• Purpose: A single-room proton system, the Mevion S250, was introduced into the arena of proton radiotherapy by Mevion Medical Systems. The first unit was installed and operates at the S. Lee Kling Proton Therapy Center at Barnes-Jewish Hospital. The objective of this abstract is to report the system's beam characteristics and Eclipse commissioning. Methods: Commissioning data were acquired for modelling longitudinal fluence, virtual source position, effective source position, source size and Bragg peaks in Eclipse. Stoichiometric CT calibration was generated via ICRU44 human. Spread-out Bragg peaks (SOBP) were measured with Parallel Plate Chamber and profiles with solid state detector formore » model validation. Heterogeneity effects were measured with bone and lung inserts in the beam line. RT dose was computed in a virtual water phantom, and exported from Eclipse to compare with measurements at various depths and axis. SOBPs were fine-tuned with partial shining correction and entry correction to match measurements. Output factor was measured for each individual field with an ADCL ion chamber in a water tank and fitted to a polynomial function to cross-check the monitor unit verification. Results: Ranges of all 24 options were measured within ±1mm tolerance. Modulations met a ±1mm or ±2% tolerance. SOBP flatness met a ±3% tolerance. Distal fall off (80%-20%) were measured between 6mm and 7mm for all options. Virtual source positions varied between 177cm and 195cm, decreasing with field size and range. SOBP generated by Eclipse agreed with measurements within ±3% in the entry region, and ±1%/±1mm in other regions. Sanity check for output achieved 5% accuracy in 98% of cases. Conclusion: The commissioning of the first Mevions S250 proton therapy system met specifications. The unit has been put in clinical operation since 12/17/2013.« less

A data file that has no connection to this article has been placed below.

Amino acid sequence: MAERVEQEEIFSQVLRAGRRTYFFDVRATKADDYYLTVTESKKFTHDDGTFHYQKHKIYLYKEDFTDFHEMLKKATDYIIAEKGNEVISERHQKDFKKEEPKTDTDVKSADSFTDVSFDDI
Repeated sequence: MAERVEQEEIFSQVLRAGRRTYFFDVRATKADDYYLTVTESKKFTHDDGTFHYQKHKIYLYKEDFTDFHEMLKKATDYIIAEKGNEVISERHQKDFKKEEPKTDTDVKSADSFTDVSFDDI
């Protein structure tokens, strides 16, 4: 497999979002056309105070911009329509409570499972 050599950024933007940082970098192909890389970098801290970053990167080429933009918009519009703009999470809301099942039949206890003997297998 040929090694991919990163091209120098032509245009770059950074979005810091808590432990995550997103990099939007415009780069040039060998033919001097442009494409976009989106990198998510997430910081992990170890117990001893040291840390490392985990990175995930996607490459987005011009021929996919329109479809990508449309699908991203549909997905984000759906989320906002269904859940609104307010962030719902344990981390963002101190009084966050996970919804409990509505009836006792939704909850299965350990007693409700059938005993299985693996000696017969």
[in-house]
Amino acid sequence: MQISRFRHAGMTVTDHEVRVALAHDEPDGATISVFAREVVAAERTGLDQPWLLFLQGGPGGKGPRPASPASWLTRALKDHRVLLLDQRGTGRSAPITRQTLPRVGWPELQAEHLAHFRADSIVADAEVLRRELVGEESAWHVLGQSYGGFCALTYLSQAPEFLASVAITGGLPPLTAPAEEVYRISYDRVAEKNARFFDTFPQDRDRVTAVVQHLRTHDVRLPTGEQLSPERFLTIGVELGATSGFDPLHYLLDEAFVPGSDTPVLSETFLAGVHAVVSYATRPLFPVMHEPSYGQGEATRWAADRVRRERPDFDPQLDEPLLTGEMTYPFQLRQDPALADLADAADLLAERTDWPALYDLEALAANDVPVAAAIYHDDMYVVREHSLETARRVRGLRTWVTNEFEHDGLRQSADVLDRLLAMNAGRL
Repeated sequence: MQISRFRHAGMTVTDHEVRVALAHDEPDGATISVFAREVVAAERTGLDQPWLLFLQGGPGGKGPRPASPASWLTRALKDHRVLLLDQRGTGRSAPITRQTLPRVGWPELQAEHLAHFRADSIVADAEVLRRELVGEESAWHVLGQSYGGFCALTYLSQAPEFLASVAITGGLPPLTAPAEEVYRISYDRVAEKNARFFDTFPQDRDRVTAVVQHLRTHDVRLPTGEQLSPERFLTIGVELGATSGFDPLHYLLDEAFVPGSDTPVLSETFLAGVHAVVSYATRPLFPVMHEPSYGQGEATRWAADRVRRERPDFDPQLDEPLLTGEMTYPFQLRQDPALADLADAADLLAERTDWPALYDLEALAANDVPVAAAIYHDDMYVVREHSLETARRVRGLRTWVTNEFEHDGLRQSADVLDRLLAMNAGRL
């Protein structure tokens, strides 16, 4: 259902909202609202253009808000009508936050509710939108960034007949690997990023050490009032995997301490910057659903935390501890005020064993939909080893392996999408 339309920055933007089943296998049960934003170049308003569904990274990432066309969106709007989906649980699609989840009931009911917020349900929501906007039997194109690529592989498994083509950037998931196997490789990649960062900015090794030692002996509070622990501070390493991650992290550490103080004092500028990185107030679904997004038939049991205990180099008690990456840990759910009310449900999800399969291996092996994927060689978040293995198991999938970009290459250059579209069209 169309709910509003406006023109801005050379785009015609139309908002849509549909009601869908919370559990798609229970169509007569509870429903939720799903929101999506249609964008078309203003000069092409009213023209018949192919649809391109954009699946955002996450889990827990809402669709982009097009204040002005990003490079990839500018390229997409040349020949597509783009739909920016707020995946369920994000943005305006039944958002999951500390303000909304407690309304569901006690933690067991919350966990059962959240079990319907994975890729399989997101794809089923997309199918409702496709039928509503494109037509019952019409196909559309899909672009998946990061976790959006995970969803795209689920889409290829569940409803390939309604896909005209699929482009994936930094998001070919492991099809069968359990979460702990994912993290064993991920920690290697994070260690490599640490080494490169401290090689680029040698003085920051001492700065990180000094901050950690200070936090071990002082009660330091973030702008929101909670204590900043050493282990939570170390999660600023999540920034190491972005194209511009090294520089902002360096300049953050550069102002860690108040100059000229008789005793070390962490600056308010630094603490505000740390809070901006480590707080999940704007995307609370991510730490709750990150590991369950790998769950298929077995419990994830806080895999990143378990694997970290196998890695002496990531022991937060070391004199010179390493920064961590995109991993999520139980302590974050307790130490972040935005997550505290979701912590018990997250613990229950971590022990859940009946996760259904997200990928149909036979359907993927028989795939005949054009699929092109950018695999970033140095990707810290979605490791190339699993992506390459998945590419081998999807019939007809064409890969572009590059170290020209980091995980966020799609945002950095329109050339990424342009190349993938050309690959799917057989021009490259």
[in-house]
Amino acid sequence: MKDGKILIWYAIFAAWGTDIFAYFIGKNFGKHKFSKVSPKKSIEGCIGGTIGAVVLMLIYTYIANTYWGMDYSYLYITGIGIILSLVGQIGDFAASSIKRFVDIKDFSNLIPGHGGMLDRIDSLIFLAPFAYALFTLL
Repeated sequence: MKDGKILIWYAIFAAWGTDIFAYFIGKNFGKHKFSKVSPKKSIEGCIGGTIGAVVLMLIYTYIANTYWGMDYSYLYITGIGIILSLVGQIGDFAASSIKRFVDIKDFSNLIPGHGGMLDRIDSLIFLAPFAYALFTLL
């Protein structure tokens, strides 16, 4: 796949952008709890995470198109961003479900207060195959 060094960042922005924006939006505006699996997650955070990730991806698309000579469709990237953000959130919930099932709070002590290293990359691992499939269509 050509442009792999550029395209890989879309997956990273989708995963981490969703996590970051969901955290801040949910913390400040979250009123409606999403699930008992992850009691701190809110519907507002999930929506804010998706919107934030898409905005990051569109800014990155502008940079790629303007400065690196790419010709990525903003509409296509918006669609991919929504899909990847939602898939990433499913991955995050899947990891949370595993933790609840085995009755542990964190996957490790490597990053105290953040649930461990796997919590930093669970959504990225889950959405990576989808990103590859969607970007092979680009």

• Purpose: To evaluate density inhomogeneities which can effect dose distributions for real-time image gated spot-scanning proton therapy (RGPT), a dose calculation system, using treatment planning system VQA (Hitachi Ltd., Tokyo) spot position data, was developed based on Geant4. Methods: A Geant4 application was developed to simulate spot-scanned proton beams at Hokkaido University Hospital. A CT scan (0.98 × 0.98 × 1.25 mm) was performed for prostate cancer treatment with three or four inserted gold markers (diameter 1.5 mm, volume 1.77 mm3) in or near the target tumor. The CT data was read into VQA. A spot scanning plan was generatedmore » and exported to text files, specifying the beam energy and position of each spot. The text files were converted and read into our Geant4-based software. The spot position was converted into steering magnet field strength (in Tesla) for our beam nozzle. Individual protons were tracked from the vacuum chamber, through the helium chamber, steering magnets, dose monitors, etc., in a straight, horizontal line. The patient CT data was converted into materials with variable density and placed in a parametrized volume at the isocenter. Gold fiducial markers were represented in the CT data by two adjacent voxels (volume 2.38 mm3). 600,000 proton histories were tracked for each target spot. As one beam contained about 1,000 spots, approximately 600 million histories were recorded for each beam on a blade server. Two plans were considered: two beam horizontal opposed (90 and 270 degree) and three beam (0, 90 and 270 degree). Results: We are able to convert spot scanning plans from VQA and simulate them with our Geant4-based code. Our system can be used to evaluate the effect of dose reduction caused by gold markers used for RGPT. Conclusion: Our Geant4 application is able to calculate dose distributions for spot scanned proton therapy.« less